Faithful readers know that I had a (very minor) run-in with the Recording Industry Association of America that led me to shut down the original corner I operated from.  My return here on wordpress has been of much smaller scale, and I refuse to promote any work published by a label that  is in the R.I.A.A.  With rare exceptions, I won’t even promote the live or independent work of an artist who has ever released an RIAA recording.  My rationale is that it’s just worth the threat of a lawsuit or the stress of cease-and-desists.  Also, the industry “protected” by the RIAA has made it very clear that they are interested in the help of bloggers.

Unless it suits them.

On January 16, The Aphilliates (DJ Drama, DJ Don Cannon, and DJ Sense) were raided and some of them were arrested for making mixtape CDs.  Let me say outright that I believe the holder of a copyright should be able to enforce that right.  I sided with Metallica during the old Napster furor.  If artists can’t rely on labels to promote and protect them, then they can’t hope to get rich.  If artists can’t hope to get rich, then . . .

Then what, exactly?  Then we’ll miss out on Britney Spears, the Backstreet Boys, Hannah Montana, and every other band that was assembled solely to make money.  Okay, no great loss (IMHO) there because that sort of temporary, trend-based art will always find a market.  But we’ll also miss out on the later work of folks like Bob Dylan, Roger Waters, and, yes, Metallica: Folks who have earned access to ears and equipment that struggling artists can’t hope to reach.  This is important if genres are to grow and become mainstream, and being in the mainstream is important.  If Lil Jon or Lil Wayne stayed local, New Yorkers would never have heard crunk.  If the Beatles hadn’t crossed the Atlantic, the world of music would be drastically different today.

In order for hip-hop to become mainstream, the industry entered into an unspoken agreement with folks like the Aphilliates.  Now, though, that Dedication 2 outsells Wayne’s label release (because it’s better, frankly), the tide has turned.  In recent years, mixtape DJs have grown fat and the labels have grown jealous.  Hip-hop, always characterizing itself as an outside culture, gained popularity in the 90s and was forced to struggle with label-made gangstas and entire MTV blocks devoted to them.  Recently, mixtapes featuring locals and unknowns have risen to reclaim the outsider status of the culture.  Folks like Papoose, Lil Keke, and Saigon are bringing the game back even when NaS insists it’s dead.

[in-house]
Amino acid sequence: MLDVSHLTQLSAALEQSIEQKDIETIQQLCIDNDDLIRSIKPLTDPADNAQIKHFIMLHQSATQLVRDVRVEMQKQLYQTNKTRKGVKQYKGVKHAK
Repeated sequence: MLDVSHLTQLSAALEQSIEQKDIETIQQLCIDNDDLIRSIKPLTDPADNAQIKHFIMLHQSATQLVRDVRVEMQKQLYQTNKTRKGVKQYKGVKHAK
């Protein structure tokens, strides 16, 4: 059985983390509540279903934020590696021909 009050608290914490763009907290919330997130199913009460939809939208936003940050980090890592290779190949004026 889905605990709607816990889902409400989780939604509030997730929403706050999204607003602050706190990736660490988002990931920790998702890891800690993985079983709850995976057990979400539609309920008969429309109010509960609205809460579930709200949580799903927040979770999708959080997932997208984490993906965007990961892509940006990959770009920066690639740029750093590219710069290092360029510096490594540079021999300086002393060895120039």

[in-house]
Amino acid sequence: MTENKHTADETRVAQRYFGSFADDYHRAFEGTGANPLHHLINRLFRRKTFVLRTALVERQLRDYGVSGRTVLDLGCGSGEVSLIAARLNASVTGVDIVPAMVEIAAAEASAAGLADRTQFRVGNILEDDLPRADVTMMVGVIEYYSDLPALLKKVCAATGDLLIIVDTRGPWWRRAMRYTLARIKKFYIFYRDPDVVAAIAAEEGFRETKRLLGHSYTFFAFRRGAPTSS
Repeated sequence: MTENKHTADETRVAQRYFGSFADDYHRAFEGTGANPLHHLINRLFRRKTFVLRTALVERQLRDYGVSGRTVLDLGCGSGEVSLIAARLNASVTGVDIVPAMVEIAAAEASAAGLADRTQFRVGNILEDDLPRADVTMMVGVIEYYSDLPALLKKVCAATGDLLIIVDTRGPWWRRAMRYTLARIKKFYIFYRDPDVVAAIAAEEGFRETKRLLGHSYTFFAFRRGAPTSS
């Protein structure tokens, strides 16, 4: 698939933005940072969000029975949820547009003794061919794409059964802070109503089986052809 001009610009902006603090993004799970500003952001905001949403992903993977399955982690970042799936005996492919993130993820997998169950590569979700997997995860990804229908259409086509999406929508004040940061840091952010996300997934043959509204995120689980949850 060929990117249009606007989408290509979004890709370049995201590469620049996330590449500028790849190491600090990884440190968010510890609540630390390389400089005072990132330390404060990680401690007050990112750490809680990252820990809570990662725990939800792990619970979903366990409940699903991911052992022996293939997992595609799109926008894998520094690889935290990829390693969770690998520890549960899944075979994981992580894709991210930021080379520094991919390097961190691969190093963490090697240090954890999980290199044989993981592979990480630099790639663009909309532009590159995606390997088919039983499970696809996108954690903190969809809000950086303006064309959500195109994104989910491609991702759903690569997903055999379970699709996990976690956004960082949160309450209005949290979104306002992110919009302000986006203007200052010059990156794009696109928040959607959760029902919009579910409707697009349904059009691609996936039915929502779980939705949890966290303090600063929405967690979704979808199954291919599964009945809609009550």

And the RIAA can’t stand it, so they’re cracking down.  The mixtape DJs who used to receive special leaks from the labels themselves are now being punished for their efforts.  The guys who broke 50 Cent, T.I., and Weezie are being arrested by the representatives of the very guys who they made famous.

Next, they’re coming after us.  Bloggers, like myself, do what we do for love.  That’s it.  I don’t get paid, and I don’t get press.  I’ll never be bought up by Rolling Stone.  But the RIAA is perfecting web-crawling robots to identify content in mp3 files, true Terminators on seek-and-destroy missions that will kill indiscriminately.  They won’t care if you’re leaking whole albums or just posting a few tracks.  They won’t care if the PR folks sent you the material (as they did for DJ Drama), or if you discovered it yourself.

They’re only interested in one thing: Money.  Which is funny, ’cause I think the reason that they’re making less money is because all they’re trying to do is make money.  Not music, and certainly not musicians.

So the next time you’re going to shell some of that out to buy some new tunes, consider the source.  Forget the Fall Out Boy and buy Bloc Party.  Skip the new Bruce Springsteen and buy the first two Hold Steady! Albums.  Dump Coldplay and jump on Middle Distance Runner.  Forget Ludacris and Fiddy, and pick up one of Loosie Records’ new joints.

And the next time you’re thinking of posting on a band, check who they run with.  I’ve been noticing that more and more sites are having trouble with their links.  The RIAA’s crawlers are out there.  Don’t be one of the doors they knock on.  Don’t help them make money.  Be like me: Revel in the fact that multi-zillion dollar acts are tanking.

Buy independent!

And, more importantly, blog independent!

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